Gastro Obscura New Flavors Club: SOUP!

Welcome back to another edition of Gastro Obscura New Flavors, where WE suggest some new foods for you to go out and try, and we ask YOU to tell us about rare and unique foods that you think we should try.

(Image: Patrick Selin/Public Domain)

In this edition, we want to hear about SOUP! If there are two things that anyone who knows me knows that I love, it’s Star Trek and soup. Now I want to learn about more soups! Go out and try a new kind of soup that you’ve never had before, and come back to tell us about it. Or if there’s a rare and fascinating soup that you’ve discovered on your travels, come tell us about it in the comments.

Either way, let’s help each other find some new flavors and add a bit more curiosity to our palates in the process. Check out five of our favorite obscure soups from the Atlas Obscura database below, and give them a try if you can!

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excellent! love soups!!!

Yeah! Let’s get out there and try some new soups! I also want to mention my favorite little known soup, the Polish masterpiece, Pickle Soup! It’s so good…

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Try the romanian milk soup. Carrots, potatoes and broccoli (or not), boiled in half water, half milk. Add a decent amount of salt, big amount of pepper and even more dill. Can be eaten hot or cold. Something to die for…

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I have had conch but in seafood cocktails and I reckon some of the non-descript “seafood soups” I’ve had in my life included this shellfish, but I’d still really like to try the Caribbean conch soup.

I’m not necessarily interested in the food itself but how it inspired a Belizean song, later covered by a Honduran band into this absolute gem of classic Latin American party music. It also has what is probably the most early-90s video ever to exist.

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beer and cheddar soup, soooo good.

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Knoephla!
I first experienced it when I moved to northeast Montana, not far from the borders of North Dakota and Saskatchewan. This is a hardy soup, worthy of the landscape and weather. It’s essentially a thick potato dumpling soup. Every family has their take, and almost no restaurants make it with any real heart, so the best place to find it is community events like potlucks. My favorite variation had lots of sweet potatoes and really good bacon crumbled into it. The kind of soup that’s a not just a meal by itself, but a hearty one!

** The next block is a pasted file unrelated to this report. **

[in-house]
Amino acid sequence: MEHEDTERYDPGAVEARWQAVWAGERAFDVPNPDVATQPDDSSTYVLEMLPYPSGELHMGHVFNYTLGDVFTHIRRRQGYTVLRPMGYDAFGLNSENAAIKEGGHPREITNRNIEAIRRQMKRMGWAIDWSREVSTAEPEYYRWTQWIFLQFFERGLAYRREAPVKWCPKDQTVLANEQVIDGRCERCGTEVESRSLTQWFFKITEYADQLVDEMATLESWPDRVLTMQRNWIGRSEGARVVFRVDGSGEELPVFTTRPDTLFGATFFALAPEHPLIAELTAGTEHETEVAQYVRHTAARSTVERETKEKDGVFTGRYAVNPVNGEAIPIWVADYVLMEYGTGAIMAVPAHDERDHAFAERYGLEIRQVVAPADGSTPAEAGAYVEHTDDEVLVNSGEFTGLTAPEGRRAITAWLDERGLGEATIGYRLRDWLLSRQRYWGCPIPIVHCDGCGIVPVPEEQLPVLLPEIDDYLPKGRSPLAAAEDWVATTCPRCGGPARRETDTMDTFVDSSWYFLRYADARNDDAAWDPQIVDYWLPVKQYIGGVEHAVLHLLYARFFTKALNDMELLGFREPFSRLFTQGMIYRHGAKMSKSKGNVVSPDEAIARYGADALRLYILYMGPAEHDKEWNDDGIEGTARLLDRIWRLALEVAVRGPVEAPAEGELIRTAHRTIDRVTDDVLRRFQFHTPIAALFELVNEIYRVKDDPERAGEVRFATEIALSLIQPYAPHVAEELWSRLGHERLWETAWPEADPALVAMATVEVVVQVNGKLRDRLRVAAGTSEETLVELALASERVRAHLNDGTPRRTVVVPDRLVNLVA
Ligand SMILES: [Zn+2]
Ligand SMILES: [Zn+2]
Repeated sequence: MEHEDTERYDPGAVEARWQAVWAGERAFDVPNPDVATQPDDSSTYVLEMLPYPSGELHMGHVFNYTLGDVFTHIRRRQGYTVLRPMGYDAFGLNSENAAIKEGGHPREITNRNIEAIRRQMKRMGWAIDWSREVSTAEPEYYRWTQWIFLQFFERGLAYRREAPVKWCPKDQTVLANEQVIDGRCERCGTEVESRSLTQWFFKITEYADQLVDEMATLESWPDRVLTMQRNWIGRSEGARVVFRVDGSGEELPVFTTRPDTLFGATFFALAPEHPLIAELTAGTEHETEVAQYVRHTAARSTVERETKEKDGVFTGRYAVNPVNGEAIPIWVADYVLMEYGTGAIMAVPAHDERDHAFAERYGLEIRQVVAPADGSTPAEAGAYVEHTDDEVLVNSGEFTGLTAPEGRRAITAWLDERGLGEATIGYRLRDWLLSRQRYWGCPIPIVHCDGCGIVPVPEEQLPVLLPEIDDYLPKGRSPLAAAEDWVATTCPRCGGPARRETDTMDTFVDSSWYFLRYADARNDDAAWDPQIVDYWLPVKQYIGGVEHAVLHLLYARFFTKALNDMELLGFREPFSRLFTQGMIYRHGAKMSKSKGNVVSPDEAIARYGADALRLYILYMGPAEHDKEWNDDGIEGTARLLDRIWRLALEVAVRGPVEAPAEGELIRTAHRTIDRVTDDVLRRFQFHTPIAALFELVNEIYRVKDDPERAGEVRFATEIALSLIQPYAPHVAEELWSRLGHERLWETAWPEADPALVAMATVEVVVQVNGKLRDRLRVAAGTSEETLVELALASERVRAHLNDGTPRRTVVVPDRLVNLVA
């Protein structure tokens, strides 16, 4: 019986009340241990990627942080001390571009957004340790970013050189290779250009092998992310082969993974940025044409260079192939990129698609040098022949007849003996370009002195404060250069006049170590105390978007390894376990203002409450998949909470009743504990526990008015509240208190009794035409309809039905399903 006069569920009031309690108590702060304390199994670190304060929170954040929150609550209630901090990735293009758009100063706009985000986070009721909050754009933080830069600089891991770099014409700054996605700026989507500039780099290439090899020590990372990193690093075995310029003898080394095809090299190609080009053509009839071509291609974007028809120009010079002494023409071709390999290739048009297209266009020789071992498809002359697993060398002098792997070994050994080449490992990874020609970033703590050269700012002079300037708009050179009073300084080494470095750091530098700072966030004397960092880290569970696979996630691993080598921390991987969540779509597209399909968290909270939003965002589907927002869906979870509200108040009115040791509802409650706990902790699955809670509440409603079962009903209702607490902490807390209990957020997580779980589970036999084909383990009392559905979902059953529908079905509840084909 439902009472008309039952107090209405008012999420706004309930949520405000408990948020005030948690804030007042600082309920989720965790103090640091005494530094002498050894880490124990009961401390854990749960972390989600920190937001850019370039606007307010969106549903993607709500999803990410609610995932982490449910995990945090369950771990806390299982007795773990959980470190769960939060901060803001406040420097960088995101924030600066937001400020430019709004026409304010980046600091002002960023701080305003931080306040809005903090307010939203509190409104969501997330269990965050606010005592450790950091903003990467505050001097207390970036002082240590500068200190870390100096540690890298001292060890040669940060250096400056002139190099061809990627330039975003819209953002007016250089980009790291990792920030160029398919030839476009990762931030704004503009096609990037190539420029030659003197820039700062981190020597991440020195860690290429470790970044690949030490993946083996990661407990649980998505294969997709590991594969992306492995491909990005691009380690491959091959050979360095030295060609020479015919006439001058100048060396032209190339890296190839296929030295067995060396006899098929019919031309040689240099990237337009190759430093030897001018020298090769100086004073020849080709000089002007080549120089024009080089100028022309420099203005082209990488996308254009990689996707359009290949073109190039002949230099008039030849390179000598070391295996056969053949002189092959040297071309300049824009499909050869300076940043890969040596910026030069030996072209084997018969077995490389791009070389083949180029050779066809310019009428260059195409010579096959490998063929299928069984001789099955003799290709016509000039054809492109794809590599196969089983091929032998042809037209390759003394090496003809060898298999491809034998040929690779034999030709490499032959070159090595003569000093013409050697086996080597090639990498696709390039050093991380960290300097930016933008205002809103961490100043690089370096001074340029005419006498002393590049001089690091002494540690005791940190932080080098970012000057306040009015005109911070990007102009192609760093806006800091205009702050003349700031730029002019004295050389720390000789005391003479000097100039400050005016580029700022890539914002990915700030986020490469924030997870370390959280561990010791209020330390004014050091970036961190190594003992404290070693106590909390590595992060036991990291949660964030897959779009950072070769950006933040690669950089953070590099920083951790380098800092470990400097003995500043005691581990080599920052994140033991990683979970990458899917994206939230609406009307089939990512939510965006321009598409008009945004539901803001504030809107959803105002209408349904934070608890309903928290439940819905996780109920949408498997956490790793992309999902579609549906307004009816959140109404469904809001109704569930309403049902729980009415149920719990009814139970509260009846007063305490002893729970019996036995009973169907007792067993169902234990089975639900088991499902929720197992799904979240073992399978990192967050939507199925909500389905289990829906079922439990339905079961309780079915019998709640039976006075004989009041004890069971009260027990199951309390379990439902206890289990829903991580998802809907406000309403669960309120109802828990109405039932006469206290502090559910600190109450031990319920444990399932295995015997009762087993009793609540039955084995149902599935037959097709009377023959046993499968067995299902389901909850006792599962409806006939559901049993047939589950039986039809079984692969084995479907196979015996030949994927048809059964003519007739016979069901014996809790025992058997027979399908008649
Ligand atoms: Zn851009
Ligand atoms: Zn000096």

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Danes do a couple of fruit soups
Two common ones Strawberry soup (jordbær grød) is cold and sometimes eaten more as a dessert and other times as maybe a light lunch another is elderberry soup (hyldebærsuppe) eaten warm.


Danish hyldebær (elderberry) soup
5 c Elderberry juice
1/4 c lemon juice
water if you want for consistence and taste
1/2 c sugar to taste
3 Tbsp cornstarch

Combine sugar and juice. Add water, but taste as you go. It should be a bit on the strong side, so don’t add too much water or the soup will taste watery when hot.

Stir the cornstarch into a bit of the cold juice to dissolve. Bring sweetened juice to a boil on medium-high heat, stirring constantly. Stir the cold juice and cornstarch into the boiling juice. After the juice thickens and becomes clear, remove the soup from the heat. Eat warm with apple slice on top.

Jordbær grød
½ kg of strawberries
1½ dl water
5 tablespoons sugar
3 tablespoons potatostarch or corn starch
2 tablespoons water
Clean and slice strawberries then lightly boil in the water and sugar for about 2 to 3 minutes until about 2/3 cooked. Mix the 3 tbs starch and 2 tbs water together. Stir into fruit stirring constantly until thickened. Eat hot or cold (cold with a bit of cream or milk on top is the most common)

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Cheddar and beer soup is pretty common in the Midwest where I grew up but it seemed like no one had heard of it in New England, nor the Pacific North West when I lived in either of those places and especially not in Denmark.

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I’m considering this a soup even though its a stew but its delicious and a southern staple. When I was younger my dad was a pastor at a church in the middle of nowhere Virginia called Brunswick County. It’s debated as being the birthplace of the stew along with Brunswick, GA. Anyway, a guy from the church who was well-known for his stew would literally make pots and pots full, often freeze them, then sell them during the winter months. It was by far the best soupish dish I’ve every had. It was just perfect and hearty with a little kick. Thats my ode to Brunswick Stew lol.

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Two soups come to mind as something special, Well three but third is out of a can.

  1. We are lucky enough to have a canteen at work with staff who are inventive and love to do theme day esp. during international sports events. Each event, they choose a country and showcase their food. The manager is Polish and he used an old family recipe for chicken soup, Slow cooked to just threads of meat in a rich stock. Sadly we rarely get as it takes so long to make the broth by slow cooking it is called grandmother’s soup.
  2. Italian bread and cheese soup ( zuppa di formaggi) - a veal or chicken stock poured over grilled cheese on slices of thick white bread. Fantastically filling and so tasty. Loaded with garlic too.
  3. Baxters Royal Game soup - in a can but rich with venison and rabbit, lovely on a cold winter day.
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